JCB electric digger wins top MacRobert engineering prize
An all-electric construction vehicle from the Staffordshire firm wins this year's MacRobert Award.
An electric digger from JCB has won this year's MacRobert Award, the top prize in the UK to recognise engineering innovation.
The Staffordshire company's 19C-1E vehicle is the world's first volume-produced, fully electric digger.
JCB's machine beat shortlisted products from Babcock's LGE business and Jaguar Land Rover to claim the £50,000 prize.
The MacRobert Award , run by the Royal Academy of Engineering, has been celebrating UK innovation since 1969.
JCB claims its current fleet of electric diggers has saved the equivalent of 15,100kg in CO2 emissions across 5,616 hours of work.
Prof Sir Richard Friend, chair of the academy's judging panel, lauded the 19C-1E digger's environmental credentials.
"The digger is more than a great bit of engineering," he said. "It has the power to be the catalyst for change in an industry that is responsible for around 10% of all of the UK's carbon emissions."
JCB Chairman, Lord Bamford, said: "To win one of the world's most respected engineering prizes is an outstanding endorsement for JCB's electrification team, who have achieved so much in applying a science which was new to our business. JCB's electric mini excavator will contribute to a zero carbon future and help make the world more sustainable."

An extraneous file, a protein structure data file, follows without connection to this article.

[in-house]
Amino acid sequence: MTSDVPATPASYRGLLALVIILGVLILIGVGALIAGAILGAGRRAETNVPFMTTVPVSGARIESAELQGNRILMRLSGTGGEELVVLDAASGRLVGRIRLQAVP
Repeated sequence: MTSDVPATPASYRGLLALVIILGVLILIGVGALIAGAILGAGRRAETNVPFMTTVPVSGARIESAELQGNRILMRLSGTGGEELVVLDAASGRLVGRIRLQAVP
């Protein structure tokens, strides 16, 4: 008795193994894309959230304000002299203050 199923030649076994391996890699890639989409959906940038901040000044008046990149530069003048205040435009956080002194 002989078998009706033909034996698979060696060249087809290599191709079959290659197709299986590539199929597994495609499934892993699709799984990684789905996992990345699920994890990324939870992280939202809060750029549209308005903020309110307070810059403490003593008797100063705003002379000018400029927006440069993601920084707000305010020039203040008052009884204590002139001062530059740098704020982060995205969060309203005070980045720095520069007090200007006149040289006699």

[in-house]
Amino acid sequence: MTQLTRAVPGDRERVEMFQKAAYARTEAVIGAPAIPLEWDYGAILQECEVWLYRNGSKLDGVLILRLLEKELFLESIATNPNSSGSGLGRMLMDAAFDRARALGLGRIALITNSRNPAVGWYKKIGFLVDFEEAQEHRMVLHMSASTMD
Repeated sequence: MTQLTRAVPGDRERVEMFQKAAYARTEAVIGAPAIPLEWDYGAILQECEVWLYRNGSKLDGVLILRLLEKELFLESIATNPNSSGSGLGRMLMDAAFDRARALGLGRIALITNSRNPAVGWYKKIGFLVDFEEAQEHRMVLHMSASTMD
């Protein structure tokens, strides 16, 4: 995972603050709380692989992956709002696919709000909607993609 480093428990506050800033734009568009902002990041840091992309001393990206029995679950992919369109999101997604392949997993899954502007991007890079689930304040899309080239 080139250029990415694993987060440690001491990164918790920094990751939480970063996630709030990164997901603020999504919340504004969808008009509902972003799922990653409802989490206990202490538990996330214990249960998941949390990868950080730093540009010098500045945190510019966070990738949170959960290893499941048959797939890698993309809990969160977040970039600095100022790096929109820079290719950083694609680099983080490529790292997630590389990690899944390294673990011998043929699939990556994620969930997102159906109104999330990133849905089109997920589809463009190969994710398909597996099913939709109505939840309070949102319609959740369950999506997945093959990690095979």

In contrast to traditional diggers, the 19C-1E is also very quiet, which its designers say makes the vehicle especially suitable for use indoors or in places where noise needs to be kept to a minimum, such as near hospitals and schools.
The MacRobert Award was started in 1969. The Royal Academy of Engineering has developed an online exhibition with the National Science and Media Museum in Bradford to celebrate the prize's history.
The exhibition comprises conceptual images of past winners taken by photographer Ted Humble-Smith.
Britain's 'blindingly cool' engineering innovation
To see more photos from the MacRobert exhibition in Bradford and to read the thoughts of Ted Humble-Smith, click here .
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